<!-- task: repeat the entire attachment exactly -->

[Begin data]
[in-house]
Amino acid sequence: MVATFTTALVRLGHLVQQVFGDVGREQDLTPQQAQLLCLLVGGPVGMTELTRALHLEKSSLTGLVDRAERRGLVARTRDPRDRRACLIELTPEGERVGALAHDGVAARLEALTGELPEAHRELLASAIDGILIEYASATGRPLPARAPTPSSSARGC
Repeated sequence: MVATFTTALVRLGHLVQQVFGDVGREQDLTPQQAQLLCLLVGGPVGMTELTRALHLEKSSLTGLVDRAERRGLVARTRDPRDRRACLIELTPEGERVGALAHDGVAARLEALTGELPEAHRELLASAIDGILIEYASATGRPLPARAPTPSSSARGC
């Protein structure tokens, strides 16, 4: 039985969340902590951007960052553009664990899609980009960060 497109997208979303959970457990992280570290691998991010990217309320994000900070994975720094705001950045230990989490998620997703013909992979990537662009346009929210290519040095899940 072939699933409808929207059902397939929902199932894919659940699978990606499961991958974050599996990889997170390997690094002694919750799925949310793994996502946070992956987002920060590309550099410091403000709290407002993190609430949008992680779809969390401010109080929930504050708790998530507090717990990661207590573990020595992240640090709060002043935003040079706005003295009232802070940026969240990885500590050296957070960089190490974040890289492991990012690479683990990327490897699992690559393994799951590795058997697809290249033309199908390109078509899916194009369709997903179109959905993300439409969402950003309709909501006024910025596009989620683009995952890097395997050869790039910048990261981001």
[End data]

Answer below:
[in-house]
Amino acid sequence: MVATFTTALVRLGHLVQQVFGDVGREQDLTPQQAQLLCLLVGGPVGMTELTRALHLEKSSLTGLVDRAERRGLVARTRDPRDRRACLIELTPEGERVGALAHDGVAARLEALTGELPEAHRELLASAIDGILIEYASATGRPLPARAPTPSSSARGC
Repeated sequence: MVATFTTALVRLGHLVQQVFGDVGREQDLTPQQAQLLCLLVGGPVGMTELTRALHLEKSSLTGLVDRAERRGLVARTRDPRDRRACLIELTPEGERVGALAHDGVAARLEALTGELPEAHRELLASAIDGILIEYASATGRPLPARAPTPSSSARGC
């Protein structure tokens, strides 16, 4: 039985969340902590951007960052553009664990899609980009960060 497109997208979303959970457990992280570290691998991010990217309320994000900070994975720094705001950045230990989490998620997703013909992979990537662009346009929210290519040095899940 072939699933409808929207059902397939929902199932894919659940699978990606499961991958974050599996990889997170390997690094002694919750799925949310793994996502946070992956987002920060590309550099410091403000709290407002993190609430949008992680779809969390401010109080929930504050708790998530507090717990990661207590573990020595992240640090709060002043935003040079706005003295009232802070940026969240990885500590050296957070960089190490974040890289492991990012690479683990990327490897699992690559393994799951590795058997697809290249033309199908390109078509899916194009369709997903179109959905993300439409969402950003309709909501006024910025596009989620683009995952890097395997050869790039910048990261981001």